DOM Level 1

The DOM Level 1 specification is separated into two parts: Core and HTML. Core Level 1 provides a low-level set of fundamental interfaces that can represent any structured document, as well as defining extended interfaces for representing an XML document. HTML Level 1 provides additional, higher-level interfaces that are used with the fundamental interfaces defined in Core Level 1 to provide a more convenient view of an HTML document. Interfaces introduced in DOM1 include, among others, the Document, Node, Attr, Element, and Text interfaces. All interfaces contain attributes and/or methods that can be used to interact with XML and HTML documents.

   Level of support: Excellent. See our bugs in the Core and HTML specifications.

DOM Level 2

The DOM Level 2 specification contains six different specifications: The DOM2 Core, Views, Events, Style, Traversal and Range, and the DOM2 HTML. Most of the DOM Level 2 is supported in Mozilla.

  1. The DOM2 Core extends the functionality of the DOM1 Core. It also contains specialized interfaces dedicated to XML. Examples of methods introduced in the DOM2 Core include the famous getElementById, and many namespace-related methods.    

    Level of support: Very good. See our bugs in the Core specification.

  2. The DOM2 Views allows programs and scripts to dynamically access and update the content of a representation of a document. The introduced interfaces are AbstractView and DocumentView.    

    Level of support: Perfect.

  3. The DOM2 Events gives a generic event system to programs and scripts. It introduces the concepts of event flow, capture, bubbling, and cancellation. Famous methods here include addEventListener and handleEvent. Several interfaces make your life easier when dealing with events: EventTarget, EventListener, Event, DocumentEvent, MouseEvent, MutationEvent, etc. However, it does not include an interface for the keyboard events, which will be dealt with in later versions of the DOM.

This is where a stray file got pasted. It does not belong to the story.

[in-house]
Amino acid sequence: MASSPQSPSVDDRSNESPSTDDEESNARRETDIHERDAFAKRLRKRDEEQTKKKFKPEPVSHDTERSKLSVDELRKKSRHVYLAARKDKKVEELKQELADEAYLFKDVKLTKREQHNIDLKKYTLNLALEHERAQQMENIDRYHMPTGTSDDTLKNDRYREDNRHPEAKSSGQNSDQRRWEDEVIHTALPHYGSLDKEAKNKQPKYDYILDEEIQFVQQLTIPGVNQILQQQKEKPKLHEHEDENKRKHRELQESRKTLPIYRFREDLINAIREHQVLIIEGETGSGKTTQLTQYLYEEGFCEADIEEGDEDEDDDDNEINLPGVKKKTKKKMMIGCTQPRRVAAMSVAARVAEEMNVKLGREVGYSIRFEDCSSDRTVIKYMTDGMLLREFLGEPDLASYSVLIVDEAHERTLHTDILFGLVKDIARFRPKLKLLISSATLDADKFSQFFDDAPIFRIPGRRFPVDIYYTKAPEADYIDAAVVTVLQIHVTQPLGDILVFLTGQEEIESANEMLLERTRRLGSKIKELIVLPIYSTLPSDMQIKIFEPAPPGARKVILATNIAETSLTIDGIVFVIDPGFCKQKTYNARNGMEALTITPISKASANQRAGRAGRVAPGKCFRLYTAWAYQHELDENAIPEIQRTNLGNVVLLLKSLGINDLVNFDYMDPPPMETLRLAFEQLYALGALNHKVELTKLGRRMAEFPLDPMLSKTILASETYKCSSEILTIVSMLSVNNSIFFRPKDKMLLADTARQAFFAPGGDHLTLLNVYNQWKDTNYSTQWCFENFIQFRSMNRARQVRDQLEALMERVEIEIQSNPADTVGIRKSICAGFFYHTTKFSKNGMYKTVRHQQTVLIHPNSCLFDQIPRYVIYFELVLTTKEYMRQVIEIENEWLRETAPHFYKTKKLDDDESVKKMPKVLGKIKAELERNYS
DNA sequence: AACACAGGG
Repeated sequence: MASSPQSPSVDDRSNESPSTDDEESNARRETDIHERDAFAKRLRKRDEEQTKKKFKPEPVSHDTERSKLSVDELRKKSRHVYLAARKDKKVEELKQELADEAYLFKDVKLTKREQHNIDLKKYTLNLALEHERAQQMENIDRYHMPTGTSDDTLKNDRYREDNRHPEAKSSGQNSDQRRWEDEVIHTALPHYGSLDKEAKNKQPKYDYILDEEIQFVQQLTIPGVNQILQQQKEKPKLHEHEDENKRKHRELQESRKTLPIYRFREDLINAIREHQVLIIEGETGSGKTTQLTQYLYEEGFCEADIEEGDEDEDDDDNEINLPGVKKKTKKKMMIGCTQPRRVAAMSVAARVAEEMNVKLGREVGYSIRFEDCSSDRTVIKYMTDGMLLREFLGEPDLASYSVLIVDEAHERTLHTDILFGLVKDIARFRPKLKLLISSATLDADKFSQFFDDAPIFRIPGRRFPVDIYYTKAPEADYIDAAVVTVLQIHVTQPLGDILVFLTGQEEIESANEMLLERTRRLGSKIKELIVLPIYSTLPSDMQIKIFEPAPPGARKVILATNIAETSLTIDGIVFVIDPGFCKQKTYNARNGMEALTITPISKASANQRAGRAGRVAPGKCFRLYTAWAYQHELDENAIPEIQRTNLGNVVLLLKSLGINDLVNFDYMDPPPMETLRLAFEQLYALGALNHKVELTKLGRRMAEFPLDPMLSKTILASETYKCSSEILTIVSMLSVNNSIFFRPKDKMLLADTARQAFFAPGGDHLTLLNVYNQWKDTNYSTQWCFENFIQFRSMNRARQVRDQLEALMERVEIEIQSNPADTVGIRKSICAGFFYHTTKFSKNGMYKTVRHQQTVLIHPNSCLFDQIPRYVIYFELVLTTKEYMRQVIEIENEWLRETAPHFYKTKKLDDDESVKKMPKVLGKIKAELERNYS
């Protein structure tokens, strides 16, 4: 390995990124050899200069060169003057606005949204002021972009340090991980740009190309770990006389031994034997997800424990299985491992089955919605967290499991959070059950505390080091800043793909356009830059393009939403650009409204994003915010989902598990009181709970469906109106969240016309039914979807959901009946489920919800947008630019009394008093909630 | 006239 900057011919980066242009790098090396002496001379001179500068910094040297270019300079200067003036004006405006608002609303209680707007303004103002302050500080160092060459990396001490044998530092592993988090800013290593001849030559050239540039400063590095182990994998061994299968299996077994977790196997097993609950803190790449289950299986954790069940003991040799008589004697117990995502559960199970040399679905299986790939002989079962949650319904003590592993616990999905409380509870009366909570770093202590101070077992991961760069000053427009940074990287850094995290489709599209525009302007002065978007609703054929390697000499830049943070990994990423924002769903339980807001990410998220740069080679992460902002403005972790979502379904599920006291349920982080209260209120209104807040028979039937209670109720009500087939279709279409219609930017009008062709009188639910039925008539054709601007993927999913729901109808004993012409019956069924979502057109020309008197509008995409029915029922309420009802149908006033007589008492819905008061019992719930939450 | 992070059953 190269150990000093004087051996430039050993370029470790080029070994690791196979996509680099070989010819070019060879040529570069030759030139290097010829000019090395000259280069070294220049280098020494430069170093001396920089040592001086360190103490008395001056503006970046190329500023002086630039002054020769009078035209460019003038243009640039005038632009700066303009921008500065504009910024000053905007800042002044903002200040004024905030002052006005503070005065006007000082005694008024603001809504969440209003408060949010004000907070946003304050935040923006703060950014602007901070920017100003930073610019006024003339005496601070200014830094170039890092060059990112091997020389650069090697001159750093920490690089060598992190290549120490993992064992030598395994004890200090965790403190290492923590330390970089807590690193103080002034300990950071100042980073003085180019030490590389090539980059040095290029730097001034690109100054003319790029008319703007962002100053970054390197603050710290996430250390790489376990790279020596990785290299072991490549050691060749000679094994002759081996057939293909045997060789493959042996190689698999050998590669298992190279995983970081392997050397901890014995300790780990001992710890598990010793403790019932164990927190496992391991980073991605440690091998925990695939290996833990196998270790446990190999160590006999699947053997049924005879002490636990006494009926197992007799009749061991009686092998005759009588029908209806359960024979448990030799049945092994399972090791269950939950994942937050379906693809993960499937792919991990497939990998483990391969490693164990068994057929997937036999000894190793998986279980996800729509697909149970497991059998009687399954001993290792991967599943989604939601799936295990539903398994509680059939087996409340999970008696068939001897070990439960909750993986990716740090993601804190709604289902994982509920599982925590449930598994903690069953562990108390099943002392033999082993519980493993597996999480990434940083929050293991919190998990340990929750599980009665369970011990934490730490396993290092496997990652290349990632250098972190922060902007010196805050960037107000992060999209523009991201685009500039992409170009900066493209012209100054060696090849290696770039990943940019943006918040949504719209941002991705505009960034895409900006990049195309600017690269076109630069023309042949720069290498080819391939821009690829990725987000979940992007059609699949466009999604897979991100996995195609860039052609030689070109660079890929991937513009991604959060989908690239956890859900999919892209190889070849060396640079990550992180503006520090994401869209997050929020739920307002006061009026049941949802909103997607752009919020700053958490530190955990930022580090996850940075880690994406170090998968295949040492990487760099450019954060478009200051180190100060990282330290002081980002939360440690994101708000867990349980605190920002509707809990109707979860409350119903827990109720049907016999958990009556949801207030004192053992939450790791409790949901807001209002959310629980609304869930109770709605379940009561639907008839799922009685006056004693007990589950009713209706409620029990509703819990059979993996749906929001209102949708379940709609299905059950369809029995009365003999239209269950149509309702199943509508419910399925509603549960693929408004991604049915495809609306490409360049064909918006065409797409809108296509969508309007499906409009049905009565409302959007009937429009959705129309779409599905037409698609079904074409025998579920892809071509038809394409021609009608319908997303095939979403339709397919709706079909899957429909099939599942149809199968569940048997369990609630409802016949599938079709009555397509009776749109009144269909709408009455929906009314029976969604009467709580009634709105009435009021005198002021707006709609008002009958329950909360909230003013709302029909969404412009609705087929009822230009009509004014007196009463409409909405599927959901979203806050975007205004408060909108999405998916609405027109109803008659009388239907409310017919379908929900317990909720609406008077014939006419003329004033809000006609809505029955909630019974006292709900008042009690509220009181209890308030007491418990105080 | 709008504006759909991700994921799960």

Level of support: Very good. See our bugs in the Events specification.

  4. The DOM2 CSS, or DOM2 Style, allows programs and scripts to dynamically access and update the content of style sheets. It has interfaces for Style Sheets, Cascading Style Sheets, C×××ule, CSSStyleDeclaration, the famous getComputedStyle (supported in Mozilla), the many many CSS2Properties, and all the media rules you can imagine.    

    Level of support: Good. See our bugs in the Style specification.

  5. The DOM2 Traversal and Range allow programs and scripts to dynamically traverse and identify a range of content in a document. The DOM2 Traversal provides interfaces like NodeIterator and TreeWalker to easily traverse the content of a document. The DOM2 Range allows the creation, insertion, modification, and deletion of a range of content in a Document, DocumentFragment, or Attr. It can be characterized as selecting all of the content between a pair of boundary-points.    

    Level of support: Good for Range; for Traversal, the TreeWalker is supported, and NodeIterator support was implemented in Firefox 3.5.

  6. The DOM2 HTML allows programs and scripts to dynamically access and update the content and structure of HTML documents. It extends the interfaces defined in the DOM1 HTML, using the DOM2 Core possibilities. It introduces the contentDocument property, a useful way to access the document contained in a frame.    

    Level of support: Good. See our bugs in the HTML specification.

DOM Level 3

The DOM Level 3 specification contains five different specifications: The DOM3 Core, Load and Save, Validation, Events, and XPath.

  1. The DOM3 Core will extend the functionality of the DOM1 and DOM2 Core specs. New methods and properties include adoptNode() and textContent, to name a couple.    

    Level of support: Only a few properties and methods are supported, like baseURI. If you want to help with the code, please see bug 159167.

  2. The DOM3 Load and Save allows programs and scripts to dynamically load the content of an XML document into a DOM document, and serialize a DOM document into an XML document.    

    Level of support: None (bug 155749). Mozilla supports non-standard DOMParser and XMLSerializer objects instead.

  3. The DOM3 Validation allows programs and scripts to dynamically update the content and the structure of documents while ensuring that the document remains valid, or to ensure that the document becomes valid.    

    Level of support: None.

  4. The DOM3 Events is the extension of the DOM2 Events specification. This specification mainly focuses on keyboard events and how to handle them.    

    Level of support: Parts.

  5. The DOM3 XPath provides simple functionalities to access a DOM tree using XPath 1.0.    

    Level of support: Parts. See XPath